I’m always fascinated by the strong partnerships in the film industry. If a film is successful, you’ll find that the same crew would continue to work together, especially the director, cinematographer, music composer and the actor/actress — sometimes together with the writer as well. Writing is a very lonely exercise, but a shoot must be collaborative to create a great film. Sometimes, to the point of being mechanical. The collaborators have strong chemistry, they understand each other extremely well. It is not a coincidence that Wong Kar Wai, Chris Doyle, Tony Leung and the late Leslie Cheung work with each other again and again. Wes Anderson has Owen Wilson and Robert Yeoman. The actor and cinematographer believed in him from the early days of Bottle Rocket and continue to do so. There’s so much we can learn from the film world so let me elaborate further about the story of the mythical founder.
We often praise founders while ignoring the contributions of early employees or great executives who have contributed to build the company into the behemoth that it ends up being. Walt built the Disney brand but it was his brother Roy who helped to keep it from going bankrupt, time and time again. Then there was a dark period until Michael Eisner and Jeff Katzenberg rescued it from further demise. Bob Iger eventually turned it around into the creative conglomerate that Disney is now. The same can be said for CAA. What started out as a small startup operated by Michael Ovitz and Ron Meyer, transformed into a powerful Hollywood agency, now managed by their protégés. Yet, we tend forget that Ovitz once was a mailroom apprentice from William Morris.
Sometimes a company grows so fast and so big that the founder must let go of control for the right person to lead it. Perhaps, the greatest story of a company or a nation is to see an apprentice you’ve nurtured for so long finally transform into a leader — and then lead the company to its greatest height. This was the story of Sony. If I can rewrite a version of When Harry met Sally, I’ll turn it into when Akio Morita met Norio Ohga. Every mother wants to see her child climb to great heights. And great leaders want the next generation to be better to keep the company moving forward. Isn’t it a beautiful story that a black Kenyan man’s son ended up being the President of the USA?
The greatest love is of a parent. Where else do we see so much investment and unconditional love? In the past, it might have been for insurance purposes in old age — but now we do it for what? For legacy. When an employee leaves a company, most leaders let them go without question or care. Great founders will wish them well, leave a door open for them to return and even give them some capital — exactly like how parents would respond when their children leave home. I’m not sure if David Shaw invested in Amazon but if he believed in Jeff Bezos like Bezos’ parents did, he’ll be even more wealthier and more famous…but most ordinary people haven’t heard of David Shaw. Nevertheless, the best thing that Shaw did for the world was to let his best employees go and boy, they really go far! The best for himself would be to invest in them — just like Larry Ellison invested in Marc Benioff when he decided to leave Oracle to start Salesforce.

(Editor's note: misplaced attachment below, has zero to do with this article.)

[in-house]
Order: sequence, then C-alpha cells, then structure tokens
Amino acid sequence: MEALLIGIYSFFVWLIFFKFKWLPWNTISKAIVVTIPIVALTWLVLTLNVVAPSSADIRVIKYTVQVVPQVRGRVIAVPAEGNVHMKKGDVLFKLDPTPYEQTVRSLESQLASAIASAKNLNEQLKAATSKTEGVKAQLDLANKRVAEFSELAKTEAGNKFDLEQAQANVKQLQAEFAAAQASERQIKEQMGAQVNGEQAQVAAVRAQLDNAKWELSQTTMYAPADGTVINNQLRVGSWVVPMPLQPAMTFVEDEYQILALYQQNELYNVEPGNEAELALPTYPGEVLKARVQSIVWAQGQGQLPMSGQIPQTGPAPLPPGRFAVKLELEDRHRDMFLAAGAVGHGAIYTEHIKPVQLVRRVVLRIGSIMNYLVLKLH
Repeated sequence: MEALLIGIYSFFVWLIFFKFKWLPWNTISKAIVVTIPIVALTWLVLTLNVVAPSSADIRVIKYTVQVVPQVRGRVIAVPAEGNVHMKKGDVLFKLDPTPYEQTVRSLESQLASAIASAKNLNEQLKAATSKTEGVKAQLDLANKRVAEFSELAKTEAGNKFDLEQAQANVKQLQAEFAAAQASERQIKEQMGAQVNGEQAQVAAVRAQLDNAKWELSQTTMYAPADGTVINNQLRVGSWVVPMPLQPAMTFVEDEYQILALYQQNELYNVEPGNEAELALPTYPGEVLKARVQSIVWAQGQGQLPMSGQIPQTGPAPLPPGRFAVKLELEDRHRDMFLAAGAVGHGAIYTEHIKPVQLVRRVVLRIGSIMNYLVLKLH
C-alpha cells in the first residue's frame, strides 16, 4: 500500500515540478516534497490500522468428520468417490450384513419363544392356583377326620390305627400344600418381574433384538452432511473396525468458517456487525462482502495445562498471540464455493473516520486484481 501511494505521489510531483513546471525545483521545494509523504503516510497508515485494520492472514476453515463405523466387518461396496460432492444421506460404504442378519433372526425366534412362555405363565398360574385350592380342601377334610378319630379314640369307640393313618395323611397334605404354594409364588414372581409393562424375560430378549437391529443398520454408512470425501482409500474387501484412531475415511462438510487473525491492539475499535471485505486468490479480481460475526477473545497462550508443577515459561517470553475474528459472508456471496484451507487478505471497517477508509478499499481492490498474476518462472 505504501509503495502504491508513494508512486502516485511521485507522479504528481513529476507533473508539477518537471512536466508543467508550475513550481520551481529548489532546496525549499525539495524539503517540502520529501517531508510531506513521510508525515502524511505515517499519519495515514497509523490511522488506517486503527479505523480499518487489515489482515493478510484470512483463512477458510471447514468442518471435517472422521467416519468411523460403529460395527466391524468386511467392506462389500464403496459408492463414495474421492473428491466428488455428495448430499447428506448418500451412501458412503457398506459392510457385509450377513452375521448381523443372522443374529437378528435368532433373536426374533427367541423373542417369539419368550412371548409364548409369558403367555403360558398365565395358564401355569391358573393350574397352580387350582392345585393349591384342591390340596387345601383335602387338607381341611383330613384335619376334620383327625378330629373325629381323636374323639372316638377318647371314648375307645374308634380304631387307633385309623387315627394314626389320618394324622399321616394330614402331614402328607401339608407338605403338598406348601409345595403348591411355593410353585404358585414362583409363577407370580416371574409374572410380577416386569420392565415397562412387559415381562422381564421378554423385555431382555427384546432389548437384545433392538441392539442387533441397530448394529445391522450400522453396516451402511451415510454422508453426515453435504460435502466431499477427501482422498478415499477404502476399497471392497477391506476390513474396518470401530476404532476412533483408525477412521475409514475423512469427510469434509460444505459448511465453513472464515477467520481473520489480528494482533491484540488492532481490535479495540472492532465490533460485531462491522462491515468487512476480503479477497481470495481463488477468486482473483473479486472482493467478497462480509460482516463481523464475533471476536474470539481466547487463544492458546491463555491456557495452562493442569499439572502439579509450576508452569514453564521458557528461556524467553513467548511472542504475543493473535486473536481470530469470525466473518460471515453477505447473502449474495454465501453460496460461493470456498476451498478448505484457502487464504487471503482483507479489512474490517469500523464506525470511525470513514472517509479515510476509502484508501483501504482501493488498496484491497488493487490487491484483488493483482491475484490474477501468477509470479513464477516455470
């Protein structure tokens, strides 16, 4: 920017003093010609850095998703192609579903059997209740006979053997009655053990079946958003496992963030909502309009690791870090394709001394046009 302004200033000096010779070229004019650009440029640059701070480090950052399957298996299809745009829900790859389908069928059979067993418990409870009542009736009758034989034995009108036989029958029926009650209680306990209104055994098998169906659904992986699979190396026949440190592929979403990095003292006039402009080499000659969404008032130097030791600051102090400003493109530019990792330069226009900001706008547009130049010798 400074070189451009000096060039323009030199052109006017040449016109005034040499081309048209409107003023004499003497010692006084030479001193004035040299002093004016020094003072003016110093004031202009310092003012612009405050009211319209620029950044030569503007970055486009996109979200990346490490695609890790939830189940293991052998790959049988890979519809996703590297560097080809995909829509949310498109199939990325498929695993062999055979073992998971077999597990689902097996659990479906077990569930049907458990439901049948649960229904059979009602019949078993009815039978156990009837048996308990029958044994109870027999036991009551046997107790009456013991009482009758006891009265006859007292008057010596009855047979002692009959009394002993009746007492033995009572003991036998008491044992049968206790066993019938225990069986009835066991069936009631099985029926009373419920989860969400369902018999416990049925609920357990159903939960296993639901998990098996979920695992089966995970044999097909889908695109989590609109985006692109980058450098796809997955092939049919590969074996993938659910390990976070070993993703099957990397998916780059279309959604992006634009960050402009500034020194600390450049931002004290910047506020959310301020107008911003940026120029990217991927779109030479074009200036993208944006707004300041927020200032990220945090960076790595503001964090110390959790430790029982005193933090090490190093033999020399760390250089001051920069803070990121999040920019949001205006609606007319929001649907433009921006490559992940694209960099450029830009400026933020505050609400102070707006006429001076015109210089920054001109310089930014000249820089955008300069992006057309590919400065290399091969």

Yet, it’s not all smooth sailing, sometimes the ambition and challenges are so large that it’s easy to hit rock bottom. Sometimes, we can only look back in hindsight and make sure we learn lessons for the future. An author who compiled advice once asked Hugh Jackman what would he say to his young self, he replied: ‘Invest in Google at IPO!’ While that’s very wise advice, I prefer to bite-into Apple back when it was almost close to bankruptcy and Steve Jobs was on the eve of returning as interim CEO. Thankfully, there were remnants of General Magic in Apple — a project-turned-company which was started by a few creative minds in the original Macintosh team that Apple later spun out. General Magic didn’t succeed but it nurtured the apprentice, Tony Fadell, who took the ideas and learnings from General Magic back to Apple and contributed to what would eventually become the iPod and the iPhone. Products that transformed Apple from a near-bankrupt computer manufacturer to a trillion dollar multinational enterprise.
There’s a lot of mythology in the origin story of a founder. Anything that’s profoundly successful requires a strong collaborative team, even across generations. At the end of the day, the founder origin story doesn’t matter so much as we are led to believe because the world is dynamic and we are easily forgotten. What matters is building a great company that is resilient enough to stay through business cycles or if you’re Lee Kuan Yew — a nation that remains independent through tough times. Finding success across generations is hard because it requires every generation to have great leaders and great teams to keep the wheels of capitalism turning. The greatest legacy then, is to create and build a great family as that’s something founders would have more control of. Being a great parent matters a lot, a famous family line started from Thomas Cornell, whose descendants include Amelia Earhart, Jimmy Carter and Bill Gates. There is also Genghis Khan, whose grandchildren and descendants once ruled the greatest lands on earth. We don’t remember Thomas or Genghis as much but we remember what their descendants had achieved. But what is the secret to becoming a great founder, parent or president? I think it is to become a good human being first and foremost. To be known for kindness, generosity and resourcefulness. And that my friend, is legacy.